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Achievements (Critical Survey of Long Fiction, Fourth Edition)
With the publication of his first three novels, Ngugi wa Thiong’o quickly established himself as the major East African writer of the anglophone literary movement that began in Africa in the late 1950’s and early 1960’s. This anglophone literary school, which must be distinguished from the preceding romantic francophone movement called "negritude" because of its different political assumptions and its stress on realism, coincided with the bitter political and at times military struggle and the eventual achievement of independence by most African countries that had been under British colonial rule. Given the political situation, this literary movement was naturally preoccupied with assessing the impact of colonialism and with defining independent and syncretic African cultures. With a handful of other African writers, Ngugi stands out as a literary pioneer in this movement.
Ngugi’s systematic examination of the manner in which indigenous cultures were destroyed by colonialism has distinguished him from many of his colleagues, while his depiction of these cultures’ attempts to reconstitute themselves has made him unique. His refusal to divorce literature from politics and his acerbic portrayal of corruption in independent Kenya—first in Petals of Blood and then in his play Ngaahika Ndeenda, which was considered more dangerous by the government because it was performed in an indigenous language—earned him the wrath of...
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Discussion Topics (Magill's Survey of World Literature, Revised Edition)
The representation of women and women’s experiences has changed over the body of Ngugi wa Thiong’o’s work, as has his depiction of men and men’s experiences. What differences do you see between male figures in the early works and male figures in later works?
In what ways might the experience of the English-speaking reader of Ngugi’s translated texts be affected by a lack of familiarity with Gikuyu?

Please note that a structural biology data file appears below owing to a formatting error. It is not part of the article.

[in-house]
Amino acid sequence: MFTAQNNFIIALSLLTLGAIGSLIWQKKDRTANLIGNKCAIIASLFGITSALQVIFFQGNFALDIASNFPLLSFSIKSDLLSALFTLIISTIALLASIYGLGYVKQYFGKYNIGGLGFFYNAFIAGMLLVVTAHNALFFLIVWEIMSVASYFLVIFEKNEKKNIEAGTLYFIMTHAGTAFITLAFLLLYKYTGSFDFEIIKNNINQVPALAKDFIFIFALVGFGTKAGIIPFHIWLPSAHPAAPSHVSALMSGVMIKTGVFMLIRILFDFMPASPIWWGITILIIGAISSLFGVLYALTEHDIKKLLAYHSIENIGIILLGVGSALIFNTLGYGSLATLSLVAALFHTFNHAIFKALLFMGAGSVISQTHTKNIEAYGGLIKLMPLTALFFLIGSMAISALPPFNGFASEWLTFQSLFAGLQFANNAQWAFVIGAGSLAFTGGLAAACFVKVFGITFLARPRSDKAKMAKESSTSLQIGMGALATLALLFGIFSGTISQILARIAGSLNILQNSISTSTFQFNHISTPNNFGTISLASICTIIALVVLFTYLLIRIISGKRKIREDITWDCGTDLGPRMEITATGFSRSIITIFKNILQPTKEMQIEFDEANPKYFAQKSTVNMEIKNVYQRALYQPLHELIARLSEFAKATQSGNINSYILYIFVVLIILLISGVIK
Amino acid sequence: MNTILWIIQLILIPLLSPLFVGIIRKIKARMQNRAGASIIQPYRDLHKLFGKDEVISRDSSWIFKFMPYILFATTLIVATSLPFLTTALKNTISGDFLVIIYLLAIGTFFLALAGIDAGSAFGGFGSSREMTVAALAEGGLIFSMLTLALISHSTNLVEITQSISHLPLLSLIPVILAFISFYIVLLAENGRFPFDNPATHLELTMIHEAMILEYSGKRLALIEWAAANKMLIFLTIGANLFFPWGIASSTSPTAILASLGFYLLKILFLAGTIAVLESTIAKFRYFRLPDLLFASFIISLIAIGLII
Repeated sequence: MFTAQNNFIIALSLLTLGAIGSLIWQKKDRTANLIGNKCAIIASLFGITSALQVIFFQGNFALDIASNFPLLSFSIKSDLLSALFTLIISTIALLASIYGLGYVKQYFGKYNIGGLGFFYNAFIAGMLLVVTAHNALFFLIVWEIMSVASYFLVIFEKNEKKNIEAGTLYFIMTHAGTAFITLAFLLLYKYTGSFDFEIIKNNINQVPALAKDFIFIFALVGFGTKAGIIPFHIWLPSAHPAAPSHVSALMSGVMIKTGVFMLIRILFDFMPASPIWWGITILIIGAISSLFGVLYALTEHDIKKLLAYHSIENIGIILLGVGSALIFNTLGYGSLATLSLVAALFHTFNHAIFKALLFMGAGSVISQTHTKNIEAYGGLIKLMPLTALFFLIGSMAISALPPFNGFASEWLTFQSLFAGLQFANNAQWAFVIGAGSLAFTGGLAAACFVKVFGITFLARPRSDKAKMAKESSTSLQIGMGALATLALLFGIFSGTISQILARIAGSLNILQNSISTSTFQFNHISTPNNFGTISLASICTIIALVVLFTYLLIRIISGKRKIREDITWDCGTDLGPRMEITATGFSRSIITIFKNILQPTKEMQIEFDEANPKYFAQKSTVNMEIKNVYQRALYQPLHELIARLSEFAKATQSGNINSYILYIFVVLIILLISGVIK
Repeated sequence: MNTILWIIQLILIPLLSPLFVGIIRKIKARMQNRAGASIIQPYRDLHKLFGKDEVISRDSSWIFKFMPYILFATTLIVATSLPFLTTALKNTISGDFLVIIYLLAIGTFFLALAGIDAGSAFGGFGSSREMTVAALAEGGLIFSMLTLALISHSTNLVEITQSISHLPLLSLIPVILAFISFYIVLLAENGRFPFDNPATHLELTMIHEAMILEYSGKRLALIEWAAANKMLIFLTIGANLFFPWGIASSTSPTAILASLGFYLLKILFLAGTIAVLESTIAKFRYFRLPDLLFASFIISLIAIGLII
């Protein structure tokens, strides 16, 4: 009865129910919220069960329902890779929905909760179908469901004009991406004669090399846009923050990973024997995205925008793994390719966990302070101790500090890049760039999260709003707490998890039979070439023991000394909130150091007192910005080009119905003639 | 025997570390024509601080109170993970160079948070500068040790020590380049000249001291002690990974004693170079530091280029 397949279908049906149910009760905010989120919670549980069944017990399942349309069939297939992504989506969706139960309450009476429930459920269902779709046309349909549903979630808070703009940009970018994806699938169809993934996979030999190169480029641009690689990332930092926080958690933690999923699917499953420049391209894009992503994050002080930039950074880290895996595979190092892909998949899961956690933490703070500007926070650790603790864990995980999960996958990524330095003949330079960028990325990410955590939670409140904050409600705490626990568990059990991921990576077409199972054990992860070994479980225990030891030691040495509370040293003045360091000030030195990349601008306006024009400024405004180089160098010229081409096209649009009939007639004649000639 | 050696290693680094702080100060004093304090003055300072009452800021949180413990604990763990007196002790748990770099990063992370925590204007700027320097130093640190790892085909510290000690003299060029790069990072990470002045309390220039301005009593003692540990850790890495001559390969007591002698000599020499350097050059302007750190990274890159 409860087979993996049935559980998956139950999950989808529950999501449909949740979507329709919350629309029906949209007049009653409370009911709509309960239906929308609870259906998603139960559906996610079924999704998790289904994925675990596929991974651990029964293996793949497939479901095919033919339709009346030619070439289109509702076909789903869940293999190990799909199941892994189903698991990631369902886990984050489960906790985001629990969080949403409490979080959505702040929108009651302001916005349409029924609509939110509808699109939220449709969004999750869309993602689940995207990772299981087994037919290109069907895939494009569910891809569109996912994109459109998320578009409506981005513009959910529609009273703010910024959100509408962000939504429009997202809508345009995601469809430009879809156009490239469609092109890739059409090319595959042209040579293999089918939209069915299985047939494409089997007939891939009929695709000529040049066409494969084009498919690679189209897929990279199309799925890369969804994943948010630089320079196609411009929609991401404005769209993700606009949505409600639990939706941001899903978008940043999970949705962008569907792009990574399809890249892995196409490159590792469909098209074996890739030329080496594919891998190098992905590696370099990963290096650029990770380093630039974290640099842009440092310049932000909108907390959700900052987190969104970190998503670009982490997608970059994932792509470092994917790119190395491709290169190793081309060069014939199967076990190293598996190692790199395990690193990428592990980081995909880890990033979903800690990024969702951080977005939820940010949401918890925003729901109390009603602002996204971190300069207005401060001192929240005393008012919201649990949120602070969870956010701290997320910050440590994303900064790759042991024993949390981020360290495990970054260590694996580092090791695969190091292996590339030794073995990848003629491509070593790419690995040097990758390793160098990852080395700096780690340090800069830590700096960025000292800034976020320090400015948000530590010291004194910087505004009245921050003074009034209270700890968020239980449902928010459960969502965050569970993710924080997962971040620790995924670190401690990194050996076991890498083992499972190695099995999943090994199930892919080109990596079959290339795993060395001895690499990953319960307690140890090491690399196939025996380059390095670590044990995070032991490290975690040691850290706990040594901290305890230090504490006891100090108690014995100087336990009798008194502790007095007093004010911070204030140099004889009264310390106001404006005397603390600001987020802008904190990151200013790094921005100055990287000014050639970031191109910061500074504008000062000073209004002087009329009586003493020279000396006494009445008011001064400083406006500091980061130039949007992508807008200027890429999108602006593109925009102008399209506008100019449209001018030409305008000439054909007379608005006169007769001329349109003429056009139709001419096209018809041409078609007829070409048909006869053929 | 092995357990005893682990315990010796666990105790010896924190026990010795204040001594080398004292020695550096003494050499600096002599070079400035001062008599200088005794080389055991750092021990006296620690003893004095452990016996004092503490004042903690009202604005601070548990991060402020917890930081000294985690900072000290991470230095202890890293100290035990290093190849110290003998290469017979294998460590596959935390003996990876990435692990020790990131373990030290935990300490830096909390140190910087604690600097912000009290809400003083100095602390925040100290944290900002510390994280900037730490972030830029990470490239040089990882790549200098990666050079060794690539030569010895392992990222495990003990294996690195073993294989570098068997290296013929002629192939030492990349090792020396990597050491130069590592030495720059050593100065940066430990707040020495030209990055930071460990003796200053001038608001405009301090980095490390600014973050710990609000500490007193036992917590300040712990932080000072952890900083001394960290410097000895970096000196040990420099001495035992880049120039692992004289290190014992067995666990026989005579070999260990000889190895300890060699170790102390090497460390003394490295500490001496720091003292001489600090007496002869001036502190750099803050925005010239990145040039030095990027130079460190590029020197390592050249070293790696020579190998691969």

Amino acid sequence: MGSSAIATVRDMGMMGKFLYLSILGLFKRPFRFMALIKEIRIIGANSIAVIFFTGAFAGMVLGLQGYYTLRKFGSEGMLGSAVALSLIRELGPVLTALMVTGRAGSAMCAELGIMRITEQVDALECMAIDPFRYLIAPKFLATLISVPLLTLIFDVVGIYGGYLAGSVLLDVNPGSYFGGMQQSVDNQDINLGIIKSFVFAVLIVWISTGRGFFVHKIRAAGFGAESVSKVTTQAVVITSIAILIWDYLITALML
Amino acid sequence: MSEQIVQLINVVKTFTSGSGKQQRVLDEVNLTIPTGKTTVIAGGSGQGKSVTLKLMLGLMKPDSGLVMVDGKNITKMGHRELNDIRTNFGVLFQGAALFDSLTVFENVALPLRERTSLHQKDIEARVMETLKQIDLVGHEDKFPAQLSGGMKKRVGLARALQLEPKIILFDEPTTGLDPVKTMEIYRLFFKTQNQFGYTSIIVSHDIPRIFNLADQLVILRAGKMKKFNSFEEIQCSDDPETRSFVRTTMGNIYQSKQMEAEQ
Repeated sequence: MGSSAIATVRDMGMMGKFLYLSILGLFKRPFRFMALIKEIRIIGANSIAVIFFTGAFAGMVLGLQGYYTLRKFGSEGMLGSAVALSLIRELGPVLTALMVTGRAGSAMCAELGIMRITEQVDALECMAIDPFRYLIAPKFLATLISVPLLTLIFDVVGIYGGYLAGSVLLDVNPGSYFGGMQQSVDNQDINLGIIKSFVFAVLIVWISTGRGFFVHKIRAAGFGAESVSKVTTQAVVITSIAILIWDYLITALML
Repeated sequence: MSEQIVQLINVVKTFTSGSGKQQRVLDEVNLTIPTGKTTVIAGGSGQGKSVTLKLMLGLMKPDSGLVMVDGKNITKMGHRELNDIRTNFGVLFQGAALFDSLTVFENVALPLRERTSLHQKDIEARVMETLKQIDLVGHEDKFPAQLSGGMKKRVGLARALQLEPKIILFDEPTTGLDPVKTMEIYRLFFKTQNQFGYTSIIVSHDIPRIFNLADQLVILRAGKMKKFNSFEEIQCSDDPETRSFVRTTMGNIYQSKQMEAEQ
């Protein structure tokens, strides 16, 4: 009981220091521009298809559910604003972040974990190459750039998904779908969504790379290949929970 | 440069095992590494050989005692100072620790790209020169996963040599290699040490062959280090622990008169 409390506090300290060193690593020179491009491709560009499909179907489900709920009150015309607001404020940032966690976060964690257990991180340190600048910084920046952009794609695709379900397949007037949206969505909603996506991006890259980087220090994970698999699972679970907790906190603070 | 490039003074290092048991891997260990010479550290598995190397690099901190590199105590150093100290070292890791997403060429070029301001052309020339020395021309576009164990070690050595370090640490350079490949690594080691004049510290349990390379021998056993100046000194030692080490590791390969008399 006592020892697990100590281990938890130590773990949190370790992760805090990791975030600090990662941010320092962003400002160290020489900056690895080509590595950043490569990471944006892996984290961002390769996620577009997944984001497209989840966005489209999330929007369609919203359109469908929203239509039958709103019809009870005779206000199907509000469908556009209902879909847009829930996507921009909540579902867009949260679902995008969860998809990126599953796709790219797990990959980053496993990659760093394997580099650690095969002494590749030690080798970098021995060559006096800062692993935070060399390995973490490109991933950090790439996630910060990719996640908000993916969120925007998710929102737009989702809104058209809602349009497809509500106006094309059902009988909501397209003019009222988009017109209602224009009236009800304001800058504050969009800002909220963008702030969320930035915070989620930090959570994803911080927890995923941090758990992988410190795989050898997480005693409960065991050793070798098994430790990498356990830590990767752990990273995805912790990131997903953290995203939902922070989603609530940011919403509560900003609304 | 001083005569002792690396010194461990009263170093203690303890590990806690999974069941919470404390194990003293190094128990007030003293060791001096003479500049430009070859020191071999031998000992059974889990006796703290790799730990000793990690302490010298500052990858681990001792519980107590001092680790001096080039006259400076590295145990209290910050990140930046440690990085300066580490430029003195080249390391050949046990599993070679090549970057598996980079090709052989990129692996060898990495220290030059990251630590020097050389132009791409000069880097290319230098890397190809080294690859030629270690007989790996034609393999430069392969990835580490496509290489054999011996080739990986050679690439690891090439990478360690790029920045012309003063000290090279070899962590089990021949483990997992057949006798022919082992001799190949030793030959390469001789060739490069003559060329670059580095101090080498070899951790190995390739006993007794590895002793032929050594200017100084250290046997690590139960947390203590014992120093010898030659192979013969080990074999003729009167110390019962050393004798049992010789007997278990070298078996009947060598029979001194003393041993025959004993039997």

What are some of the countries with which the characters in Wizard of the Crow have contact? What do these encounters suggest about Ngugi’s vision of global exchange?
Throughout Wizard of the Crow, the Christian soldiers are on the hunt for the devil. What are some things that the devil could symbolize?
Most of the characters in Wizard of the Crow wish not to be associated with sorcerers or “superstitious” behavior and yet consult the Wizard. How does Ngugi represent the Wizard’s practice?
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Bibliography (Cyclopedia of World Authors, Fourth Revised Edition)
Cantalupo, Charles, ed. Ngugi wa Thiong’o: Texts and Contexts. Edinburgh: Edinburgh University Press, 1997. A selection of contributions from a major conference held in 1994 to honor and examine Ngugi’s work. Although the emphasis is on the prose works, the criticism touches on issues, including Ngugi’s status as an exile and his use of the Gikuyu language, that also inform the drama.
Cook, David, and Michael Okenimkpe. Ngugi wa Thiong’o: An Exploration of His Writings. Portsmouth, N.H.: Heinemann, 1997. Part of the Studies in African Literature series, this volume offers insightful comments about Ngugi’s work.
Gikandi, Simon. Ngugi wa Thiong’o. Cambridge, England: Cambridge University Press, 2001. Examines each of Ngugi’s works in the context of its historical background and in the light of Ngugi’s life. Gikandi asserts that Ngugi’s novels are of primary importance to Ngugi himself, and that the drama and criticism are meant to supplement the novels.
Killam, G. D. An Introduction to the Writings of Ngugi. London: Heinemann, 1980. A good starting point for the study of Ngugi, with a biographical outline, an introduction, individual chapters devoted to one title, a bibliography, and an index.
Killam, G. D. “Ngugi wa Thiong’o.” In The Writing of East...